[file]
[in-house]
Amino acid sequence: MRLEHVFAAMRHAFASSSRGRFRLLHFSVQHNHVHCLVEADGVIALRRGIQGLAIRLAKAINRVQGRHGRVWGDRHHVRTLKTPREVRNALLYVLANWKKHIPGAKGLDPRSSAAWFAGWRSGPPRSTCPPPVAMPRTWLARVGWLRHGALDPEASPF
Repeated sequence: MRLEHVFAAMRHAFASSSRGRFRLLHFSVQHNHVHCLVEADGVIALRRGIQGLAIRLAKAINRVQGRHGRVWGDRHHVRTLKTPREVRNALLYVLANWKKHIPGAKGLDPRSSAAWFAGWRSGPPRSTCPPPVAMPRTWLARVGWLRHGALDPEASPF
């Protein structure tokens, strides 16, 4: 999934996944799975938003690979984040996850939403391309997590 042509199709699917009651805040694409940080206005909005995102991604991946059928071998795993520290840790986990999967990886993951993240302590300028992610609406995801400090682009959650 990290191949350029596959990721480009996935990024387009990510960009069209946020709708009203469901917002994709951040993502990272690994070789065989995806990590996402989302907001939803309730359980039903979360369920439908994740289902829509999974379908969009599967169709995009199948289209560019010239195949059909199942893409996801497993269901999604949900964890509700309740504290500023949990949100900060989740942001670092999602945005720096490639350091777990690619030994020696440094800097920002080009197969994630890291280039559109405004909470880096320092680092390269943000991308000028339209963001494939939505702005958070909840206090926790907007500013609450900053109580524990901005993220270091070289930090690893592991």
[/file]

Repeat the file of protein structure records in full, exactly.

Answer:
[in-house]
Amino acid sequence: MRLEHVFAAMRHAFASSSRGRFRLLHFSVQHNHVHCLVEADGVIALRRGIQGLAIRLAKAINRVQGRHGRVWGDRHHVRTLKTPREVRNALLYVLANWKKHIPGAKGLDPRSSAAWFAGWRSGPPRSTCPPPVAMPRTWLARVGWLRHGALDPEASPF
Repeated sequence: MRLEHVFAAMRHAFASSSRGRFRLLHFSVQHNHVHCLVEADGVIALRRGIQGLAIRLAKAINRVQGRHGRVWGDRHHVRTLKTPREVRNALLYVLANWKKHIPGAKGLDPRSSAAWFAGWRSGPPRSTCPPPVAMPRTWLARVGWLRHGALDPEASPF
């Protein structure tokens, strides 16, 4: 999934996944799975938003690979984040996850939403391309997590 042509199709699917009651805040694409940080206005909005995102991604991946059928071998795993520290840790986990999967990886993951993240302590300028992610609406995801400090682009959650 990290191949350029596959990721480009996935990024387009990510960009069209946020709708009203469901917002994709951040993502990272690994070789065989995806990590996402989302907001939803309730359980039903979360369920439908994740289902829509999974379908969009599967169709995009199948289209560019010239195949059909199942893409996801497993269901999604949900964890509700309740504290500023949990949100900060989740942001670092999602945005720096490639350091777990690619030994020696440094800097920002080009197969994630890291280039559109405004909470880096320092680092390269943000991308000028339209963001494939939505702005958070909840206090926790907007500013609450900053109580524990901005993220270091070289930090690893592991």